Oh yeah, it’s the infamous Hell in a Cell. Mankind climbs the Cell instantly and Undertaker goes right up after him. Shit is about to get real. Mankind delivers some chair shots that wear down the Deadman. Undertaker fights back and you can feel the tension building. He then throws Mankind off of the Cell and through the announce table in one of the most iconic moments in history. WWF personnel and Terry Funk come out to check on Mankind, who might be dead. The replays just add to how insane this was. They start raising the Cell with the Undertaker still on top so they can stretcher Foley out. Undertaker climbs down as Mankind, with all of the balls in the world, gets up and makes his way back to the ring. Not only that but he climbs back up and so does the Undertaker. They trade blows until Undertaker Chokeslams him THROUGH THE ROOF. The thud heard when Mankind hits the mat is sick. Undertaker climbs down into the ring and scares off the officials before chokeslamming Funk. They continue this as we get a shot of a smiling Foley with a tooth stuck up his nostril. Undertaker is vicious as he just beats the hell out of Mankind. The fact that Mankind is not only walking, but still getting in offense, is nuts. He does his pulling piledriver onto a chair for a near fall. Undertaker is now busted open. Mankind goes outside and gets a bag of thumbtacks, because he’s literally a madman. He applies the Mandible Claw but Undertaker survives. He gets Mankind on his back and then drops back onto the tacks! Good lord! To add onto it, Undertaker Chokeslams him onto them and then finally puts him out of his misery with a Tombstone.

Winner: The Undertaker in 17:38
As a pure match, this isn’t really great. However, it is the epitome of a grand spectacle. You’ll never see anything like this again. Mankind deserves everyone’s respect for doing this to his body and it helped launch him to the WWF Title by year’s end. People are understandably split on this match. Its place in history, the memorable moments and the star making performance by Mankind put me on the side of people that consider this great. ****¼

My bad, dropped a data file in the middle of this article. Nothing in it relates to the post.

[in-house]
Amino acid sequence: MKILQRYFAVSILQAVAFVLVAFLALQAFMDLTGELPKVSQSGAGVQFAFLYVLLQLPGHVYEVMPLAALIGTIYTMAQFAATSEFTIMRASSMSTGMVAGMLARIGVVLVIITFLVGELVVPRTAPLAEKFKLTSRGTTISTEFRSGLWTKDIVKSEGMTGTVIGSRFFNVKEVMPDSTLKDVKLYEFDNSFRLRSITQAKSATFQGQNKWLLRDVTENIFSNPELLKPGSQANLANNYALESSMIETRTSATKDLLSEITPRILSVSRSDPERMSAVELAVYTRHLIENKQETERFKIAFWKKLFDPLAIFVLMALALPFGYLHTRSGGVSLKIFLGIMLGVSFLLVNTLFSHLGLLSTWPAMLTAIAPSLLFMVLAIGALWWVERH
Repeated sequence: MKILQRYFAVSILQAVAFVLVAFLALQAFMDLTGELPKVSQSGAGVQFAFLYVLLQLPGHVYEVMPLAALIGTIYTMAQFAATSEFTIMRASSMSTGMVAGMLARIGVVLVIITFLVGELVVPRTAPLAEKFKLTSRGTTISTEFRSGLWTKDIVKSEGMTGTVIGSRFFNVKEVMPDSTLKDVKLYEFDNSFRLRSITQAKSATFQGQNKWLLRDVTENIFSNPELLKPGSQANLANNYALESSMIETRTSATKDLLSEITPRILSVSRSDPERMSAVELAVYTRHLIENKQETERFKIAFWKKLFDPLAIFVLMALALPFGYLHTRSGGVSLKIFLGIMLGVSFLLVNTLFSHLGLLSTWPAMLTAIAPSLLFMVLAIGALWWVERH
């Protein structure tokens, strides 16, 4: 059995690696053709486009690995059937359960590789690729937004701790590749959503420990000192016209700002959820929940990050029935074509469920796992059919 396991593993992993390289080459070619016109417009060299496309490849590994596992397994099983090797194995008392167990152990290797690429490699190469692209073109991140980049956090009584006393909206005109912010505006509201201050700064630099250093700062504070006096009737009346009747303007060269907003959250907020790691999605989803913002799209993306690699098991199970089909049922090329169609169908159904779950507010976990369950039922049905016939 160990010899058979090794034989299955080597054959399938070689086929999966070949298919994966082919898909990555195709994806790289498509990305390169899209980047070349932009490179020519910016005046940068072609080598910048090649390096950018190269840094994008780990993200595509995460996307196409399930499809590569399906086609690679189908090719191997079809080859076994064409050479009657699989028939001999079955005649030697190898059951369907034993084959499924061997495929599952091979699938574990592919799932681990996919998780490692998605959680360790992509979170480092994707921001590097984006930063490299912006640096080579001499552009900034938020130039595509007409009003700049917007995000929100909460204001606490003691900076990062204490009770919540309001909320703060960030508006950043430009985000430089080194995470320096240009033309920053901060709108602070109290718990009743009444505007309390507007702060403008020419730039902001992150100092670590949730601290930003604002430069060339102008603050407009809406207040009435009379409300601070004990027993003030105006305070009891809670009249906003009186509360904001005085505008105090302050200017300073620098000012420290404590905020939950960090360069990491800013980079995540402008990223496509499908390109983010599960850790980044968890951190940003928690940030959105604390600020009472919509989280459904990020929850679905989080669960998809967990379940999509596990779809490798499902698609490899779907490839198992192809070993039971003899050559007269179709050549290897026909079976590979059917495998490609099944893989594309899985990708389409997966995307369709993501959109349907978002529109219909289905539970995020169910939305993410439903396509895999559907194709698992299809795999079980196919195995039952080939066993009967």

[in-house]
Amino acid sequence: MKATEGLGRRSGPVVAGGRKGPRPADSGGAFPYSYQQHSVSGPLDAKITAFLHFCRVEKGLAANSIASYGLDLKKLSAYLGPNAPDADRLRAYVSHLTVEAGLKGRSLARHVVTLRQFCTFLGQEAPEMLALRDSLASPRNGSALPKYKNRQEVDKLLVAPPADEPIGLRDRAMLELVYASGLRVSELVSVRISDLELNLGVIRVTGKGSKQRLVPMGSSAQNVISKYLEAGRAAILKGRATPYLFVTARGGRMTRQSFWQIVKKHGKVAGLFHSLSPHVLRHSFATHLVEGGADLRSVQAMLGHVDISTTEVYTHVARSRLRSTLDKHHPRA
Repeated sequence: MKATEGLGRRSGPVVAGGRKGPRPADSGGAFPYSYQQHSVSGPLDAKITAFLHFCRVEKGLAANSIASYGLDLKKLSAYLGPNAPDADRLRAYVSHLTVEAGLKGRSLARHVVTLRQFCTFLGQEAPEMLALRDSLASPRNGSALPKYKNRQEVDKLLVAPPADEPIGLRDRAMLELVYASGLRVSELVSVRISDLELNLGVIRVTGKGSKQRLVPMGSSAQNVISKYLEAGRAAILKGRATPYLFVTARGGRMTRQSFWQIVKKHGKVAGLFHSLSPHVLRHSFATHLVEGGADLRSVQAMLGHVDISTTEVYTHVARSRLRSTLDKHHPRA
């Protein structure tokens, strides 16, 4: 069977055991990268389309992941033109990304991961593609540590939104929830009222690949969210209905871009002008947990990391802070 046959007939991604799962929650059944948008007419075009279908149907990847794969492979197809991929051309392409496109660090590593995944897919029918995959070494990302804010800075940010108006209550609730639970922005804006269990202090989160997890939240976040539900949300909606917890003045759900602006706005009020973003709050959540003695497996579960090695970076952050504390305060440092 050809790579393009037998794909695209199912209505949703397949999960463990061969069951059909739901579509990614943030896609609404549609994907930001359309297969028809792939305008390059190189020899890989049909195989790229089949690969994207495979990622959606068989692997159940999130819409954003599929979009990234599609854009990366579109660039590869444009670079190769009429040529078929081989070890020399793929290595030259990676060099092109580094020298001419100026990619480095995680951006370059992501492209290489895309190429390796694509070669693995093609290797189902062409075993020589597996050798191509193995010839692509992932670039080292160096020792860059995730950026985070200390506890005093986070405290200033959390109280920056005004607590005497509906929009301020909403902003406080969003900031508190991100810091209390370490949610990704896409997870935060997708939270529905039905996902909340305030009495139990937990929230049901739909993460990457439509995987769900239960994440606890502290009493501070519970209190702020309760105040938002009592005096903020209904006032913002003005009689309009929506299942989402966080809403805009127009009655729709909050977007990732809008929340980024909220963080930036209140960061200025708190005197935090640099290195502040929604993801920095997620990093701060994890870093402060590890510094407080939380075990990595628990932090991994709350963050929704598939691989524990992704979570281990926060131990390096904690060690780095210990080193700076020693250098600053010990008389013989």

WWF Championship First Blood Match
Steve Austin (c) vs. Kane w/ Paul Bearer

Austin has his elbow bandaged up due to an injury and I always thought it was a cool look. If Kane loses, which would be tough since we can’t see if he bleeds, he promises to set himself on fire. Austin starts red hot and wails away on Kane with right hands and the WWF Title. Lawler makes a good point that normally Kane has only one sleeve, but has both covered tonight, leaving no part of his body but his left hand uncovered. As they brawl outside, the Cell begins to lower for some reason. They do some great stuff with the lowering cage, including Kane trying to hold Austin under so it could crush him. Kane also gets draped over the entrance of the cell as it raises and he goes up with it, only for Austin to knock him down. They fight in the aisle and by the entrance for a while. As they make it back to the ring, the Cell continues to just hover. Mankind, somehow still breathing, hobbles to the ring with a chair. Austin promptly beats him up as the Cell gets lowered. He plants both Kane and Mankind with Stunners. Undertaker, with a shirt over his gear for some reason, is next out with a chair. He swings at Mankind, who ducks, and hits Austin, who also had a chair in hand. Undertaker takes out Mankind and throws the referee in the ring just as Austin is busted wide open. Undertaker pours gasoline on the referee for reasons I don’t understand. Austin absolutely DESTROYS Kane with a chair shot that probably busted him open, but the official sees his bloody face and calls for the bell.

Winner and New WWF Champion: Kane in 14:52
This had the classic Attitude Era main event feel. Austin mastered the art of the brawl and provided a really fun one here. They made good use of the environment, it never got boring and even the interference was fine as it helped set up the Undertaker/Austin program for the summer. ***¼

The final score: review Not So Good
The 411
Judging by the first few matches, this was on pace to be a horrendous Pay-Per-View. Once we got past the Semi-Finals and dumb Too Cool match, everything else was pretty solid. The King of the Ring Finals were pretty good and the main event was an enjoyable Attitude Era brawl. Obviously, the key to the show was the memorable Hell in a Cell match, which is a must see for any wrestling fan, even if it is just for historical purposes.